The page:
Now showing items 1-20 of 75819

    • Data Products and Data Product Description- Thermal Analysis

      OSIRIS-REx Asteroid Sample Return Mission (2018)
    • Data Products and Data Product Description- TAGSAM Telemetry

      OSIRIS-REx Asteroid Sample Return Mission (2018)
    • Data Products and Data Product Description- Spectral Analysis

      OSIRIS-REx Asteroid Sample Return Mission (2018)
    • Data Products and Data Product Description- Spacecraft’

      OSIRIS-REx Asteroid Sample Return Mission (2016)
    • Data Products and Data Product Description- Sample Site Science

      OSIRIS-REx Asteroid Sample Return Mission (2018)
    • Data Products and Data Product Description- Sample Return Capsule

      OSIRIS-REx Asteroid Sample Return Mission (2013)
    • Data Products and Data Product Description- Regolith Development

      OSIRIS-REx Asteroid Sample Return Mission (2018)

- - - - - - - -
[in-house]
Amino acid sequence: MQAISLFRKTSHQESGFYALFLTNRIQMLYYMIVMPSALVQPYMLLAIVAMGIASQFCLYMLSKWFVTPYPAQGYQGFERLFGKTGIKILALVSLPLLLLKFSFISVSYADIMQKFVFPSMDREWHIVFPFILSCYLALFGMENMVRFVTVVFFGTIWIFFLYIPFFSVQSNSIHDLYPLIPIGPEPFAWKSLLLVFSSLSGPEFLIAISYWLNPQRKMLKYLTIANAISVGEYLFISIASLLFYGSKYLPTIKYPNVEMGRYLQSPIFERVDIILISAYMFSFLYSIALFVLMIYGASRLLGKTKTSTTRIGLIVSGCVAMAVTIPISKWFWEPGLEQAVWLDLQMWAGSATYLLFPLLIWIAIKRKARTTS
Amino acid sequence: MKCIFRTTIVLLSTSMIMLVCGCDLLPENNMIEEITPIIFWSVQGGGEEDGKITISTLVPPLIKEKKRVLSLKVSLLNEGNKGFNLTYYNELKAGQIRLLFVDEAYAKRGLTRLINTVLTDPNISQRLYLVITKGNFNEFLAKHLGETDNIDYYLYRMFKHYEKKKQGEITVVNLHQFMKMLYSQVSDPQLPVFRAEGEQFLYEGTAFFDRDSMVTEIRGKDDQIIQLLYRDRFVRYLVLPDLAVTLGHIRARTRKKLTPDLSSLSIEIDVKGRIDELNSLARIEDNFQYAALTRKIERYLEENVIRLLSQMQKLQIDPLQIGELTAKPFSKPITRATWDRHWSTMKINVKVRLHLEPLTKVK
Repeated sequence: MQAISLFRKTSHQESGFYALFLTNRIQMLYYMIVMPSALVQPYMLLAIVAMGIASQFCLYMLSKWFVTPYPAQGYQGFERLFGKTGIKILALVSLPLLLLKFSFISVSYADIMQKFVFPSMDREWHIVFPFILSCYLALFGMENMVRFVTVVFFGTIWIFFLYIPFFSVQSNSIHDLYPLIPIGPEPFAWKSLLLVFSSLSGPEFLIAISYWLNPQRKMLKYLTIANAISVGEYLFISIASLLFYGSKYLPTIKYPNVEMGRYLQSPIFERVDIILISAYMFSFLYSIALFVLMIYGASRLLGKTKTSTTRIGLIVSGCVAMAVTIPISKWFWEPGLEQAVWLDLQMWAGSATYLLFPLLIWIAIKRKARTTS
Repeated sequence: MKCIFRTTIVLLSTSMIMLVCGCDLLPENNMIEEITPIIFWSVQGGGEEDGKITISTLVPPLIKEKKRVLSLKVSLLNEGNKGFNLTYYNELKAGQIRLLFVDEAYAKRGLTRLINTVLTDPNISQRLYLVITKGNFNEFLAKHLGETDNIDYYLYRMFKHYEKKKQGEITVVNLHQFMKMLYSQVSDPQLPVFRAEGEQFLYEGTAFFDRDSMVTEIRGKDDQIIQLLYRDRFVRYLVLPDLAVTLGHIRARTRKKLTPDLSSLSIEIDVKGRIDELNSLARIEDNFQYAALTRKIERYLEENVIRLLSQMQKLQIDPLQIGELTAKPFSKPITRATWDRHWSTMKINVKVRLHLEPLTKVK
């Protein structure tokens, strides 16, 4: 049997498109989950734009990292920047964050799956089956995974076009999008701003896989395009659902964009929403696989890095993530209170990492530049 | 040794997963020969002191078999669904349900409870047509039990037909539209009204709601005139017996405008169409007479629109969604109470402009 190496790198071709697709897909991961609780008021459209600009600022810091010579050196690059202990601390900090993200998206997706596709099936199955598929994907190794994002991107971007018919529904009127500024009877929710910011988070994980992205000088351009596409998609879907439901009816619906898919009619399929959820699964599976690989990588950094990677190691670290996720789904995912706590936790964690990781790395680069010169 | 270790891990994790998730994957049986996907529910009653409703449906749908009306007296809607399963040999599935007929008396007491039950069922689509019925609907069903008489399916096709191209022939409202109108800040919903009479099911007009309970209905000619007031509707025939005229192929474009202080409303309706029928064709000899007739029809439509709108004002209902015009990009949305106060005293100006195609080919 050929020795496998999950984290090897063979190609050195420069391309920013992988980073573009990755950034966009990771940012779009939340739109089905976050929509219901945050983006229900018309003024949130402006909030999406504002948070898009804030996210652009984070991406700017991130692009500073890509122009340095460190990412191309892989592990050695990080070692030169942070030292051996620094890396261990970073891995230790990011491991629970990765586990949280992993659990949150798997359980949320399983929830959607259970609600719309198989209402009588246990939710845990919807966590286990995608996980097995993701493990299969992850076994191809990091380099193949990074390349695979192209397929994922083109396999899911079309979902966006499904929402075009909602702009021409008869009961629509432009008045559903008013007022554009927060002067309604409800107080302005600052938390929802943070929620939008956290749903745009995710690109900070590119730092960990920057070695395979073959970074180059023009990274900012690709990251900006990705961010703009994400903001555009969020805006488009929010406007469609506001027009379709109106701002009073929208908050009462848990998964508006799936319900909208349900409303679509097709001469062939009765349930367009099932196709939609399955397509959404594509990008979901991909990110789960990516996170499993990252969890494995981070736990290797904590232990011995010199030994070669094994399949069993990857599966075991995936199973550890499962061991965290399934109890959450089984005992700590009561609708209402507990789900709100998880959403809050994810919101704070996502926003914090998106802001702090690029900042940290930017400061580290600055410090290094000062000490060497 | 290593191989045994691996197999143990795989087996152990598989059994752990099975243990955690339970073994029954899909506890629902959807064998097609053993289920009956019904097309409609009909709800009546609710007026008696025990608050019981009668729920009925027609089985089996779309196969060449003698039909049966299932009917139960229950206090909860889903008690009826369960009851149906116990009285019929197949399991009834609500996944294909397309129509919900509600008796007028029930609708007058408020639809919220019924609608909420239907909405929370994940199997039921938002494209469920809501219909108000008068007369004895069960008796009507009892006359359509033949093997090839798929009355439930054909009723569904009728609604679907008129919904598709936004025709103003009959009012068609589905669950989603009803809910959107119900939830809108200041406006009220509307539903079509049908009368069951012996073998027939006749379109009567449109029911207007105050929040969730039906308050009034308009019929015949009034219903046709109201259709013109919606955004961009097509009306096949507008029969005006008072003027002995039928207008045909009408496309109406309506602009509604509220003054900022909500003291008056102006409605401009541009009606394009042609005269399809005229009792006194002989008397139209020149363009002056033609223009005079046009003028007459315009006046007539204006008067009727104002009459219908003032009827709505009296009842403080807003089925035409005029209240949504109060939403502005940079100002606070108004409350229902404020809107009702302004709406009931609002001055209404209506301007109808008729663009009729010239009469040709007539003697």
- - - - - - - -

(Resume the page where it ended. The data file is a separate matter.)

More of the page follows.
• Data Products and Data Product Description- Radio Science

      OSIRIS-REx Asteroid Sample Return Mission (2018)
    • Data Products and Data Product Description- Image Processing

      OSIRIS-REx Asteroid Sample Return Mission (2018)
    • Data Products and Data Product Description-Dynamical Evolution

      OSIRIS-REx Asteroid Sample Return Mission (2013)
    • Data Products and Data Product Description- Carbonaceous Meteorites

      OSIRIS-REx Asteroid Sample Return Mission (2016)
    • Data Products and Data Product Description- Astrometry and Photometry

      OSIRIS-REx Asteroid Sample Return Mission (2017)
    • Data Products and Data Product Description- Asteroid Astrometry

      OSIRIS-REx Asteroid Sample Return Mission (2017)
    • Data Products and Data Product Description- Altimetry

      OSIRIS-REx Asteroid Sample Return Mission (2017)
    • Data Products and Data Product Description- Table of Contents

      OSIRIS-REx Asteroid Sample Return Mission (2019)
    • Request New Data Product